[Author’s note: In the summer of 2019, I took care of my grandkids, and we went to the Superior Public Library once or twice a week. During the summer of 2020, the pandemic and social distancing kept us at home and playing outside.]
Three grandkids, five days a week, seven hours a day, and a limited budget summed up my summer days in 2019. Anything free was good, so when the Superior Public Library hosted a free presentation about monarch butterflies, I took Clara, almost eight; Michael, six; and Evan, almost three.
The presenter discussed butterflies and their stages of life. Clara who loves nature, absorbed every word. Later, she remarked, “That was a really good presentation.” Michael listened intently, too. But Evan scampered from chair to chair. Finally, I took his hand and retreated to the Children’s Library with him.
Before the butterfly talk, Clara and her brother, Michael, spotted plastic cups lined up on the table. Each cup’s rim supported a chrysalis suspended from a stick.
“Nana, can we take one home?” Clara asked.
“I don’t think so,” I said. “Your mom has a lot on her plate with school and work.”
I didn’t know the presenter would be giving away flying insects. Vibrant colors and eye-catching patterns aside, a butterfly is a flying insect.
“Can we keep it at your house?” Clara is the Princess of Plan-B Solutions.
“No, what if it emerges when I’m sleeping?” I imagined the butterfly carousing through my house and dive-bombing my head in the morning while I drank coffee.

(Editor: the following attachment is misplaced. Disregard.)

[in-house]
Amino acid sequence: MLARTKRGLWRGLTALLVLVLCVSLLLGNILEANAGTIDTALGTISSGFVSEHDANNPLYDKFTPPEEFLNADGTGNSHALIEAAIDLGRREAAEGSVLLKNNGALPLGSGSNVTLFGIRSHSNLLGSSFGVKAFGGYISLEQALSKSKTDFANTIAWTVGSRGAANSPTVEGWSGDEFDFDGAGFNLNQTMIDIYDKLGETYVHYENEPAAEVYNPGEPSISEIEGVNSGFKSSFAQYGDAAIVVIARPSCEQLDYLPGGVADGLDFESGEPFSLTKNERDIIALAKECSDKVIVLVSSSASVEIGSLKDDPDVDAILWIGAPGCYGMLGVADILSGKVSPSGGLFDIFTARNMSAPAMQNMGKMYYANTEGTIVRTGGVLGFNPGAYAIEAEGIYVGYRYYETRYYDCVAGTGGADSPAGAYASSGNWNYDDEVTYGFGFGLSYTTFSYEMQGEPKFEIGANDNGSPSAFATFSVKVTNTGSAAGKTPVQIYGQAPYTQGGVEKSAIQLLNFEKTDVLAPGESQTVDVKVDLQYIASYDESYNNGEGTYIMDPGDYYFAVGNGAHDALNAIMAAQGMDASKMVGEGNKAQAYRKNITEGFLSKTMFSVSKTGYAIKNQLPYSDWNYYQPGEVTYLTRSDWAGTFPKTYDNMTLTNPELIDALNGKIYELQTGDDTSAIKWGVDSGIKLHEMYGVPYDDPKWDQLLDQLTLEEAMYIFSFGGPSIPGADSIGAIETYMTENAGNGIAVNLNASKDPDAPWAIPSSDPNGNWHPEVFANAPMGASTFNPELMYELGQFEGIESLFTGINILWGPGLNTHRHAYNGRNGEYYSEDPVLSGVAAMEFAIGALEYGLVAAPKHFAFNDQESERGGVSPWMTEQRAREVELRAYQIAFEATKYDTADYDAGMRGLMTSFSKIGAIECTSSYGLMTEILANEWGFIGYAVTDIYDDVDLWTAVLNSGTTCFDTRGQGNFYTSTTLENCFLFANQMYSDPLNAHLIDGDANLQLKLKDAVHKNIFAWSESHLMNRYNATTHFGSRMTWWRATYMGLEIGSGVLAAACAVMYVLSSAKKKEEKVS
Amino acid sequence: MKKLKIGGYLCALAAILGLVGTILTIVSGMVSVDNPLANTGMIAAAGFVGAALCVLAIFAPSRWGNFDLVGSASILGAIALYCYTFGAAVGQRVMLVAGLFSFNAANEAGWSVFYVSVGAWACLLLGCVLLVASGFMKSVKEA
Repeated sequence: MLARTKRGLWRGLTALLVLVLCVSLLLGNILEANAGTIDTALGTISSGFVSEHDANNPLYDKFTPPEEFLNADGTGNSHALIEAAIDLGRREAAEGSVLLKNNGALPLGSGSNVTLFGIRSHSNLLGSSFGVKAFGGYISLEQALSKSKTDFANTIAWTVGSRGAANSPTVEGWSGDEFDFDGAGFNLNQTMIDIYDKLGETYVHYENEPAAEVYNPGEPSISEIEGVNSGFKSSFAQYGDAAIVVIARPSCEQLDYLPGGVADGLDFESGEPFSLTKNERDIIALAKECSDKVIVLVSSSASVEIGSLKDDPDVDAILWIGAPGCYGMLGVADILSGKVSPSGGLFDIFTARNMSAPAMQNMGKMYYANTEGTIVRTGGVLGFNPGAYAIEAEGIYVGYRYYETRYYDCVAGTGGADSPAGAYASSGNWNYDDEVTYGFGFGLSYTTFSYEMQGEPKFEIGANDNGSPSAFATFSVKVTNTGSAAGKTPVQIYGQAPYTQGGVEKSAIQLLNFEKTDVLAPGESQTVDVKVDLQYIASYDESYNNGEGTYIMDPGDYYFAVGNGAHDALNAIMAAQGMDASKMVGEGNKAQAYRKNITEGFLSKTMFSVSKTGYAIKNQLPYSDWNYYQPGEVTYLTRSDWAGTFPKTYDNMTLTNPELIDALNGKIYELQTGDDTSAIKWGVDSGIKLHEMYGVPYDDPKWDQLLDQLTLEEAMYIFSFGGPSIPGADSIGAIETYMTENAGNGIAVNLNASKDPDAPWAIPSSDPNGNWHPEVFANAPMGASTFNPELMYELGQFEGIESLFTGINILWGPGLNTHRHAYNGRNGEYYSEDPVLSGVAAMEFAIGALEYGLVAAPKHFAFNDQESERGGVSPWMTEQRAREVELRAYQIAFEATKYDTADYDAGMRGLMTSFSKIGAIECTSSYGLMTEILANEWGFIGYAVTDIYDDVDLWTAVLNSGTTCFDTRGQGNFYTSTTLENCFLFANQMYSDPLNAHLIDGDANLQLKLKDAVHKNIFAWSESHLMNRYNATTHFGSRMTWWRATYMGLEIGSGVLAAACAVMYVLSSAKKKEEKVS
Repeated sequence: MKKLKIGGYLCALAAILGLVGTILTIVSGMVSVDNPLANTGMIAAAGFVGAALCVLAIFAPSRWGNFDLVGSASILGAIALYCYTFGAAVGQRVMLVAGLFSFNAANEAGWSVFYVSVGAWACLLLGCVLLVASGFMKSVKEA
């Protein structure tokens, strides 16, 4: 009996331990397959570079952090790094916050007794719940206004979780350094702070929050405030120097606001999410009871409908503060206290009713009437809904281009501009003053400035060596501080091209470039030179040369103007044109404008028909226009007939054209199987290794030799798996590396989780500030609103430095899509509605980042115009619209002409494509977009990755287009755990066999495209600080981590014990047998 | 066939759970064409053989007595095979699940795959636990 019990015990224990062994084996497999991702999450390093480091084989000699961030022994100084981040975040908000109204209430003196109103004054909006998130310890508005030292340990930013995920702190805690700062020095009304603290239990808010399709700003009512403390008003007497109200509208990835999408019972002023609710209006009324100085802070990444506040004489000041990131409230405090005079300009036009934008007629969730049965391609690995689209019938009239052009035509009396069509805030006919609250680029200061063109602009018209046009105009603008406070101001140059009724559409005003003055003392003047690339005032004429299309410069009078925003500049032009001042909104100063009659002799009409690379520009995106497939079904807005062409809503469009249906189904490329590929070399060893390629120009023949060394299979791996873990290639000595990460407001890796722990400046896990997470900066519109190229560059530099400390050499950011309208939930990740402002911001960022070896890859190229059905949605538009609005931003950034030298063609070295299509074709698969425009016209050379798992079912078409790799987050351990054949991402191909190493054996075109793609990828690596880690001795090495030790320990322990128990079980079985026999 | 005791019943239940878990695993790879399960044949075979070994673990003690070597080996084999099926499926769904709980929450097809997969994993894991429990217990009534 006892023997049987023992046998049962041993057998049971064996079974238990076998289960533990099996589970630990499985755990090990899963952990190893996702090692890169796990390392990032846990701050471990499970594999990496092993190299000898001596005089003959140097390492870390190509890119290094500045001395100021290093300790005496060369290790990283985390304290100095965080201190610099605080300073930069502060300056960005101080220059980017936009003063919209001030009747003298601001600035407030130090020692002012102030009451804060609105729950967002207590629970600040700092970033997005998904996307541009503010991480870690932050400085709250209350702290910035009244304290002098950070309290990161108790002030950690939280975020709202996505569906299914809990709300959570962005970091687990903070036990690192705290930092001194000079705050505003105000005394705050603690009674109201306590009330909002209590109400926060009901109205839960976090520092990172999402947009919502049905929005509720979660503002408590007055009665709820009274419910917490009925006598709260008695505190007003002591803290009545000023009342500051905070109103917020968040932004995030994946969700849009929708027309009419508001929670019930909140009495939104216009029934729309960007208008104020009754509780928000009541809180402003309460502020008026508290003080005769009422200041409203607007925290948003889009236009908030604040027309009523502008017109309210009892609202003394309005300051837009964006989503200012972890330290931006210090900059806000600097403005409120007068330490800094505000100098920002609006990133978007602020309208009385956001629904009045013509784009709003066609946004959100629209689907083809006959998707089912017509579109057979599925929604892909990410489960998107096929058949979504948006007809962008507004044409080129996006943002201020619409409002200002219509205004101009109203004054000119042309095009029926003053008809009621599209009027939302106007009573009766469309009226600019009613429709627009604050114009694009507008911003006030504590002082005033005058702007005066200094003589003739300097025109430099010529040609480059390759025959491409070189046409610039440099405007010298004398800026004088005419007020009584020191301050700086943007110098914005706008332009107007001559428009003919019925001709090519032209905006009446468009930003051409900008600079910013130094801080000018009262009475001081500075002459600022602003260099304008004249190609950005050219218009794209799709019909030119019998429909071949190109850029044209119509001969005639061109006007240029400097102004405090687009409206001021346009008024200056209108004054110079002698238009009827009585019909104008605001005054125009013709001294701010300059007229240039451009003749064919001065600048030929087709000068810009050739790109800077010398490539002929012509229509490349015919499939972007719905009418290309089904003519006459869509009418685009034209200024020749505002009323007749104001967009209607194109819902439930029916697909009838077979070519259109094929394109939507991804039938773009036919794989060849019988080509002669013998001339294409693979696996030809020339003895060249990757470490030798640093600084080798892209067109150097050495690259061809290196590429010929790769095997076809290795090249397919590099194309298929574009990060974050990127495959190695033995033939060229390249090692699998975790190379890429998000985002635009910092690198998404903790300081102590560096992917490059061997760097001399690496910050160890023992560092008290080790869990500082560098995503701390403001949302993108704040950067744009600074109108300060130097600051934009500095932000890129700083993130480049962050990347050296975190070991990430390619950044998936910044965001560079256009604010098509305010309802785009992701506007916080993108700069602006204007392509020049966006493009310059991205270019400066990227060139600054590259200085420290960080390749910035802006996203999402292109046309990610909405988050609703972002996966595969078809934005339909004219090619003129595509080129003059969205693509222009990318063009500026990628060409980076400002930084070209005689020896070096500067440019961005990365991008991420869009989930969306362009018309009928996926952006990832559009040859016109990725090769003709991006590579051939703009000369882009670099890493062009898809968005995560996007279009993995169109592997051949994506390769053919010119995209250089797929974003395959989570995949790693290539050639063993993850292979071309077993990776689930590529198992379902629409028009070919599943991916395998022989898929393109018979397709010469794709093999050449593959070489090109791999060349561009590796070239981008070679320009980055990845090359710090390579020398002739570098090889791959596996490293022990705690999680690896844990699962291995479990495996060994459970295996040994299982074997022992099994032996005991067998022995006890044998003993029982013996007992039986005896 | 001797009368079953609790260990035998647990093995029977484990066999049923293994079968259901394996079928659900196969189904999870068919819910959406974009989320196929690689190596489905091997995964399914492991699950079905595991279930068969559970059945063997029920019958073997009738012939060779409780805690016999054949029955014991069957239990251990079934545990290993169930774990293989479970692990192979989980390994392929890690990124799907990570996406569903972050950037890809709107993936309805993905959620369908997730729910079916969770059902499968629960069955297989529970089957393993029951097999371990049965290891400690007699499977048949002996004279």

“Monarchs move slowly after they emerge,” the presenter said, “and the chrysalis will turn nearly black before the butterfly emerges, so you’ll be prepared.” The presenter wasn’t siding with me—he had cups and cups of future butterflies to pass along.
Clara looked wistful and dejected at the same time. I couldn’t tell her I was afraid to look a butterfly in the eye. It could’ve been worse—she liked spiders too. If the presentation had been about spiders, we might have been offered a spider’s egg sac.
“Okay,” I said, “we’ll keep it at my house.”
“Yay.” Clara celebrated with a double fist pump. Michael grinned.
After the presentation we took the chrysalis home, and I set it on my kitchen table. Each time Clara, Michael, and Evan came over, we checked the chrysalis for any sign of blackness.
A few weeks later, instead of greeting me with good morning, my husband said, “That butterfly flew out of its cup while I was eating breakfast. Scared the heck out of me.”
“What did you do with it?” I asked.
“I put the cup in front of it, and it walked back in the cup,” he said. “I put a piece of paper toweling over the cup.” I remembered the presenter saying a newly emerged butterfly moved slowly.
An hour later while I ate breakfast, the butterfly knocked the paper towel off the cup and flew down to the floor. I screamed. My heart thumped. I used my husband’s cup technique. The butterfly walked into the cup, which I took outside and placed on the patio table.
Fifteen minutes later, my grandkids arrived. They dashed up the side stairs and onto the deck. I went outside to greet them. The butterfly, still on the patio table, basked in the sun.
“Look,” I said, “the monarch hatched.”
Beating wings interrupted their oohs and aahs as the butterfly took flight up and over the roof of the house.
“Our butterfly waited to see you before it flew away,” I said.
Clara nodded knowingly.
“Yeah, it really did,” Michael said.
In the weeks that followed, every time Clara, Michael, Evan, and I saw a monarch butterfly in my yard, I said, “Look, it’s our butterfly.”
One day, Clara, my little naturalist, set me straight. “You know, Nana, there are more monarchs around here than just ours!”
[I orignally wrote this story in 2019 for my grandkids and included picutres of them and the butterfly with the story. I printed a copy for each them and stapled the pages together. They each enjoyed having their own “book” about our butterfly experience.]